IP Address. . . . . . . . . . . . : 192.168.0.1
Subnet Mask . . . . . . . . . . . : 255.255.255.0
Default Gateway . . . . . . . . . :
Ethernet adapter Inet:
Connection-specific DNS Suffix . :
Description . . . . . . . . . . . : VLAN 2: Marvell Yukon 88E8001/8003/8010 PCI Gigabit Ethernet Controller
Physical Address. . . . . . . . . : 00-1B-FC-E1-E2-FF
DHCP Enabled. . . . . . . . . . . : No
IP Address. . . . . . . . . . . . : 192.168.1.2
Subnet Mask . . . . . . . . . . . : 255.255.255.0
Default Gateway . . . . . . . . . : 192.168.1.1
DNS Servers . . . . . . . . . . . : 192.168.1.1

Such model can be used for building a server with a direct access from several VLANs via only OSI Layer-2 devices. Another application of the model can be a server configuration that enables network and port address translation (NAT/PAT). Let us configure a test bench, which will allow a notebook (laptop) to connect to the internet through a desktop computer by using ICS (Internet Connection Sharing). ICS configuration in Windows XP is described here. The test server is configured in the same way.

Now we need to configure the switch our devices are connected to. In our case it was Cisco Catalyst WS-C2960G-24TC-L, its IOS version is presented below. Some inessential parts are omitted.

WS-C2960G-24TC-L#sho ver
Cisco IOS Software, C2960 Software (C2960-LANBASEK9-M), Version 12.2(46)SE, RELEASE SOFTWARE (fc2)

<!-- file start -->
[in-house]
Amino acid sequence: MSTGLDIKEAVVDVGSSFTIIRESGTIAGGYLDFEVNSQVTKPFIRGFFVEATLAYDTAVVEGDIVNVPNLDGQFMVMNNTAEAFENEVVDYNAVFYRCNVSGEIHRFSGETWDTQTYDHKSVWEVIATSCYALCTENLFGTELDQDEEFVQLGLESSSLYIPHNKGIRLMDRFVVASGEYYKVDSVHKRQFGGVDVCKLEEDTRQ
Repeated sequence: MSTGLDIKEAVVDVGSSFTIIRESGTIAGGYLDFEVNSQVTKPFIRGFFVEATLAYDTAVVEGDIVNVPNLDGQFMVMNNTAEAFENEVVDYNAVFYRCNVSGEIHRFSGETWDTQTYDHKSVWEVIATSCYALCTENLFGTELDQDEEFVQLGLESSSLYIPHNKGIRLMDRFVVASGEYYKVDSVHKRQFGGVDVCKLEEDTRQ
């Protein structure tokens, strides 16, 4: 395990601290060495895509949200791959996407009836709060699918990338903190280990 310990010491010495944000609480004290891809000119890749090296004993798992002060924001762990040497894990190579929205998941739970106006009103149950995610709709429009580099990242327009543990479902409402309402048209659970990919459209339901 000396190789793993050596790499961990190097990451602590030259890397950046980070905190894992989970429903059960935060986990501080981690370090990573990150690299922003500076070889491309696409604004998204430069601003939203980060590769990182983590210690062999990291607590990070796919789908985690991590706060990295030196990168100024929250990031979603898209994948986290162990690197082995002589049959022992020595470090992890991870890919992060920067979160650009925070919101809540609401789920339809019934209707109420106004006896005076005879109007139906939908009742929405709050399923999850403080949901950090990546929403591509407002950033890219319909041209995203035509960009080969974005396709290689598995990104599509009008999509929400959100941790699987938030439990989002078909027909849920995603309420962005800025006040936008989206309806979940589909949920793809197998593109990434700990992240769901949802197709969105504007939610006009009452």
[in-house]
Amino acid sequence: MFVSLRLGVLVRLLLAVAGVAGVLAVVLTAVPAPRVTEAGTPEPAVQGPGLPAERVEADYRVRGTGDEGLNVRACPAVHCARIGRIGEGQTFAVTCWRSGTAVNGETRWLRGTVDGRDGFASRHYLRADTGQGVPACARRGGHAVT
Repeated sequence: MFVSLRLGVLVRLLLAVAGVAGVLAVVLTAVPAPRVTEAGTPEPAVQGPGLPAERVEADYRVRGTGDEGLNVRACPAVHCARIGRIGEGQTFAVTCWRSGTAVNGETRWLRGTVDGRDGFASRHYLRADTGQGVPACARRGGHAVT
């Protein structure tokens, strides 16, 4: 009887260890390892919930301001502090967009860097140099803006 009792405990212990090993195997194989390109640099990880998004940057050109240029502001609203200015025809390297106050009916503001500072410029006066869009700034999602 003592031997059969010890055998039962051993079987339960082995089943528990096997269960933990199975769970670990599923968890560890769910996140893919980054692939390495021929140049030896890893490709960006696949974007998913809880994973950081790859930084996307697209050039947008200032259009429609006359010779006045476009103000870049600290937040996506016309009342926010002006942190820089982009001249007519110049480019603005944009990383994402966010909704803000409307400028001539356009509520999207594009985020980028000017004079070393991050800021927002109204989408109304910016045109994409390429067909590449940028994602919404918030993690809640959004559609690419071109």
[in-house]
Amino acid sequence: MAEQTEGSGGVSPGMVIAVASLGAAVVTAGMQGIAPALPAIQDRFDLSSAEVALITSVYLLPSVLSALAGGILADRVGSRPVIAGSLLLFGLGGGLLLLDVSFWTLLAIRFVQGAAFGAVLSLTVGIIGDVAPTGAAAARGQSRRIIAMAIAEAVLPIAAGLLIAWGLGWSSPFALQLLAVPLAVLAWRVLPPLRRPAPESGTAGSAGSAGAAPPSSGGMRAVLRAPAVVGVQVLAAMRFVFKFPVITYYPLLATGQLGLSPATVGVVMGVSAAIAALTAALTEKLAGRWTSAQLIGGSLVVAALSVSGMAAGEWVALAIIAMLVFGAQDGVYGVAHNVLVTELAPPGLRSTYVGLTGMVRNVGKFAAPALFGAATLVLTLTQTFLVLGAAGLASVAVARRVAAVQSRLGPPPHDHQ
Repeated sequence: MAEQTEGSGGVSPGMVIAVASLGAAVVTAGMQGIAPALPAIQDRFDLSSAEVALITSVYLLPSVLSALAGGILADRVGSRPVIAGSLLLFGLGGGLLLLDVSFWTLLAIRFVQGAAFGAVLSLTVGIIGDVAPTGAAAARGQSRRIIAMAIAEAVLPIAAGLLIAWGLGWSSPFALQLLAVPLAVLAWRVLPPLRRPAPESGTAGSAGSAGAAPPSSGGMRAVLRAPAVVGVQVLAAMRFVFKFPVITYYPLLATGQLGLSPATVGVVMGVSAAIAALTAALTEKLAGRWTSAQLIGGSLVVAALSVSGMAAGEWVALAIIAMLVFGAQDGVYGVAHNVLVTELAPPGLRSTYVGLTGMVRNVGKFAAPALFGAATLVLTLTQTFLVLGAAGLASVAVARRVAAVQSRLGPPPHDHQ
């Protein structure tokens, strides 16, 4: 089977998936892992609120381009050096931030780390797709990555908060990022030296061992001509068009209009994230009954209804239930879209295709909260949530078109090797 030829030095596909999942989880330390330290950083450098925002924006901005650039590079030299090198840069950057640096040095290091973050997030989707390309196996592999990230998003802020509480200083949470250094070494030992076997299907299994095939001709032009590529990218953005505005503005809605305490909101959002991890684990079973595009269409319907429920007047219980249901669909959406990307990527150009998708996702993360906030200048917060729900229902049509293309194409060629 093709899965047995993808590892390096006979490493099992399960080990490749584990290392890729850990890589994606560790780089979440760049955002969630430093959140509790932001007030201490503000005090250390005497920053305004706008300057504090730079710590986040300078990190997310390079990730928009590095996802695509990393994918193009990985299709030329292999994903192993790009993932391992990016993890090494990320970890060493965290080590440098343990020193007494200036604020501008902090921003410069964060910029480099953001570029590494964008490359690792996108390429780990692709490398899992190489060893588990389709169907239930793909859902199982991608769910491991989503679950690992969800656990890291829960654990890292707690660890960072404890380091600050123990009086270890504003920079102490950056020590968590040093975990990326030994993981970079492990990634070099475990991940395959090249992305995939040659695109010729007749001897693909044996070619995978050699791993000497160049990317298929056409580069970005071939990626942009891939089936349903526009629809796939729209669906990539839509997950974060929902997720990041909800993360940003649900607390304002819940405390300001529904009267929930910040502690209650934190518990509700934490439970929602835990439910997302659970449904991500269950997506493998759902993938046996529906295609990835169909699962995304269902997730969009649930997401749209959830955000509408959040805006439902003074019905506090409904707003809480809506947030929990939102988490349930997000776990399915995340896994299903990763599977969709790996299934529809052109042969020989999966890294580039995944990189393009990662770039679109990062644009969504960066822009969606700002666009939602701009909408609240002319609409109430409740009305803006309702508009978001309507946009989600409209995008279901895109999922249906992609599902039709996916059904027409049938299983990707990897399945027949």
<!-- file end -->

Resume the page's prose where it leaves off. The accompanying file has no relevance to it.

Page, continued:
Copyright (c) 1986-2008 by Cisco Systems, Inc.
Compiled Thu 21-Aug-08 15:59 by nachen
Image text-base: 0x00003000, data-base: 0x01200000
ROM: Bootstrap program is C2960 boot loader
BOOTLDR: C2960 Boot Loader (C2960-HBOOT-M) Version 12.2(25r)SEE1, RELEASE SOFTWARE (fc1)
WS-C2960G-24TC-L uptime is 32 minutes
System returned to ROM by power-on
System image file is "flash:c2960-lanbasek9-mz.122-46.SE.bin"
cisco WS-C2960G-24TC-L (PowerPC405) processor (revision D0) with 61440K/4088K bytes of memory.
Processor board ID FOC1209U0D2
Last reset from power-on
1 Virtual Ethernet interface
24 Gigabit Ethernet interfaces
The password-recovery mechanism is enabled.
64K bytes of flash-simulated non-volatile configuration memory.
Base ethernet MAC Address : 00:1F:C9:24:13:00
Motherboard assembly number : 73-10015-06
Power supply part number : 341-0098-01
Motherboard serial number : FOC12090HR4
Power supply serial number : AZS120515AU
Model revision number : D0
Motherboard revision number : A0
Model number : WS-C2960G-24TC-L
System serial number : FOC1209U0D2
Top Assembly Part Number : 800-26673-03
Top Assembly Revision Number : B0
Version ID : V03
CLEI Code Number : 453091
Hardware Board Revision Number : 0x01
Switch Ports Model SW Version SW Image
------ ----- ----- ---------- ----------